From periodic elements to the Packers

Among the chemistry books and science articles spread throughout professor Karen Stevens’ office, another passion of hers becomes clearly evident. The native Wisconsinite is a die-hard Green Bay Packers fan. Stevens’ deep affection for the Super Bowl champions is peppered throughout her office in the form of news clips, stickers and other team memorabilia. Under the periodic table of elements posted in the back wall of her office hangs a list of the past 11 years of the Green Bay Packers official game schedule.

“I love the Packers,” Stevens said. “[Packers fans] feel a lot of pride for our team.”

In addition to her deep knowledge of Green Bay Packers trivia, Stevens owns a share of stock of the only publicly owned, not-for-profit, major U.S. sports team. She’s used her voting right in company decisions since she purchased the stock 15 years ago, she says.

Stevens’ love for both the Packers and chemistry while growing up in an uppermiddle-class suburban town in Wisconsin.

Though in the top of her class in both English and chemistry during her senior year of high school, Stevens’ guidance counselor told her female students shouldn’t pursue the sciences in college.

“I decided that day I’m going to get a Ph.D. in chemistry and show him girls can do chemistry,” Stevens said.

The first to attend college in her family, Stevens would eventually graduate from Rice University in 1995 with a doctorate’s degree specializing in quantum chemistry. In addition to never having a female math or science teacher growing up, she said she is the only female who graduated with a doctorate degree in chemistry in her class.

“If nothing else, I want [students] to see you can be a woman in science,” Stevens said.

Within the year of graduating, she joined the Whitworth faculty. Throughout her 15 years of teaching at the university, she said figuring out the best way to engage her students has been a constant process of editing.

In one lecture in 2004, Stevens talks about calcium carbonate, the chemical compound found in antacid tablets. As Stevens tells her students how companies are profiting from selling something that can be found in chalk, she proves her point by biting off the end of the chalk she used for the blackboard.

“She’s fearless like that,” said 2006 alumna Mary Eagle, current chemistry laboratory manager who witnessed the event.

Current students of Stevens also commented on her teaching methods.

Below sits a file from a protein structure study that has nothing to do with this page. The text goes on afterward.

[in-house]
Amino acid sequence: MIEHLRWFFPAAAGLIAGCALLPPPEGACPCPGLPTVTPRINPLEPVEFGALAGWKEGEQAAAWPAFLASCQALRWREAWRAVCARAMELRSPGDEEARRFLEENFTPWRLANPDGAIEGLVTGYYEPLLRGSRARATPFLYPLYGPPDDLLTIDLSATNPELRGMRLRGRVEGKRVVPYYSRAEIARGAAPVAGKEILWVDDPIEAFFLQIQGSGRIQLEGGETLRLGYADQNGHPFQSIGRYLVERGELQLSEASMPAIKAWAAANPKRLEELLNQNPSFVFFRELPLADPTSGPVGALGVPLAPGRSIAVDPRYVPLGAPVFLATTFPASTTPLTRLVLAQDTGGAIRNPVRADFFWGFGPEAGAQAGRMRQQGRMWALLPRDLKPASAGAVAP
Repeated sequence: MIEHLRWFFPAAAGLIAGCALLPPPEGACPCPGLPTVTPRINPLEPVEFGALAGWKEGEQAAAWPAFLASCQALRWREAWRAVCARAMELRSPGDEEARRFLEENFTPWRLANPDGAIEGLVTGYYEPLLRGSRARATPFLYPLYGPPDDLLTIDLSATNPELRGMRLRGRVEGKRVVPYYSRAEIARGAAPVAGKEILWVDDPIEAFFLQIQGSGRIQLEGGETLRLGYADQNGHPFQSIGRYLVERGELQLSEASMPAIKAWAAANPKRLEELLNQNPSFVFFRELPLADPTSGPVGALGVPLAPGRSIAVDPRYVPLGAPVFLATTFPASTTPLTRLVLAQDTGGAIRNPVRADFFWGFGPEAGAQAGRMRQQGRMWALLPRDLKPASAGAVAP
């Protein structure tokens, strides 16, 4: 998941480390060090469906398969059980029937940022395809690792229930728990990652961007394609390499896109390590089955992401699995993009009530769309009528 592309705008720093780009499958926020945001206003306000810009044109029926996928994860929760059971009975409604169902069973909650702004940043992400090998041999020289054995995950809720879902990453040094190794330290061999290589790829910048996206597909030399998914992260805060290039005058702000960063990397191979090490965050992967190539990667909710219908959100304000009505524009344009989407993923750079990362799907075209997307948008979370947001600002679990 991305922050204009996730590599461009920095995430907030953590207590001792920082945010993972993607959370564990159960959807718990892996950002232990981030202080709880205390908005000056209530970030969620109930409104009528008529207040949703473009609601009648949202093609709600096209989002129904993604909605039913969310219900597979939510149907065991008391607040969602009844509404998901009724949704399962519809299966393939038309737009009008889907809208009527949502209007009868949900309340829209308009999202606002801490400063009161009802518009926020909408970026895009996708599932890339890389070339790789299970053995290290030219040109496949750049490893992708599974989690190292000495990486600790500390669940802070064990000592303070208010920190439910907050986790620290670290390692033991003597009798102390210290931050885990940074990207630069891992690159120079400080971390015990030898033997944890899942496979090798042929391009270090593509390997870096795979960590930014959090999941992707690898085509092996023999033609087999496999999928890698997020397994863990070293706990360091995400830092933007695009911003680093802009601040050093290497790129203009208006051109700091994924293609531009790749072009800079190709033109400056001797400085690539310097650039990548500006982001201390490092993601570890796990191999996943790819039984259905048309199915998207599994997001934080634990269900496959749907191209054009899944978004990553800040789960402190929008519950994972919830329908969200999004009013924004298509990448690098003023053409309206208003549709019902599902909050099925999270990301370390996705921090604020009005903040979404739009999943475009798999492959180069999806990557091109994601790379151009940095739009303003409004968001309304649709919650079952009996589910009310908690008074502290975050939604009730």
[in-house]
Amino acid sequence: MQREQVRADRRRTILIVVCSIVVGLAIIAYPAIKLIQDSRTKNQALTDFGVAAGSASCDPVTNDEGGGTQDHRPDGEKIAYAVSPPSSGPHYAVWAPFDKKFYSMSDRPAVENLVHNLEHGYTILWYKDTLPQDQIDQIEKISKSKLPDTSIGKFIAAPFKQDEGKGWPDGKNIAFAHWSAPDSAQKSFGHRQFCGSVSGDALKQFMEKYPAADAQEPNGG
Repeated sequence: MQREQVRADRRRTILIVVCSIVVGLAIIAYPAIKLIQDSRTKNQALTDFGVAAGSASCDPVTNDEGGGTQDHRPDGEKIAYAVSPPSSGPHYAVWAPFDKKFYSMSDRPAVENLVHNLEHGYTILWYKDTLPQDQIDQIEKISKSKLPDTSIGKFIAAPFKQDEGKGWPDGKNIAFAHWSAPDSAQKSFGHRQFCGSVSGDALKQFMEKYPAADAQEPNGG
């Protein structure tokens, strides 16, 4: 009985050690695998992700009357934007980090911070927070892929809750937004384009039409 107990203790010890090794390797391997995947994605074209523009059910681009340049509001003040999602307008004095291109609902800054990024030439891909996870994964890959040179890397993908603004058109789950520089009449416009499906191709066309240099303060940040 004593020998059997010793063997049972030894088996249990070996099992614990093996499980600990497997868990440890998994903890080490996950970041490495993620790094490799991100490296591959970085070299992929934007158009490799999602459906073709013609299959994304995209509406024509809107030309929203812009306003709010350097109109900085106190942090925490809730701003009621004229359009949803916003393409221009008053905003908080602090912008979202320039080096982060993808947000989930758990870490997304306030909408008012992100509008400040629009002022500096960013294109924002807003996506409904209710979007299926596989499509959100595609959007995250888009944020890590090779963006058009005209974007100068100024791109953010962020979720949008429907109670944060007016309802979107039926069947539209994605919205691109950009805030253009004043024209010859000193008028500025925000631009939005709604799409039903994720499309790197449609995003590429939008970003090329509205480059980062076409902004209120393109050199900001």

Senior Jared Onley described how Stevens energetically used her entire body in the spectroscopic analysis unit to explain how molecules and bonds move.

“Her eyes just light up when she teaches,” Onley said.

Stevens said she tries to stray away from being a dull and droning teacher by trying create a lively classroom atmosphere.

Every year, students in her general chemistry course get a chance to experiment with the concentration of molecules and light absorption by using different colored Kool-Aid and M&Ms instead of harsh solutions.

Other experiments include a rocket demonstration in which a gummy bear is thrown into a test tube filled with molten oxygen to simulate thrusters on a space shuttle.

“It makes a huge amount of noise, and it makes smoke and it makes light, and it just goes ‘voom,’” Stevens said.  “It’s a very impressive demo of how much energy is stored in one gummy bear.”

Aside from teaching in the classroom, Stevens acted as department chairwoman for approximately eight years and has been an adviser to Whitworth’s pre-med program since 2002.

“She’s a very strong part of the chemistry department,” Eagle said. “She has really brought a strong voice for the [overall science department].”

Stevens has received endowments for laboratory equipment totaling more than $275,000 for the science department. She also has received several teaching fellowships and awards, but says interactions with students remain the highlight of her career.

“The best part of the job is definitely being with the students,” Stevens said. “They’re what makes the job fun.”

By Kyle Kim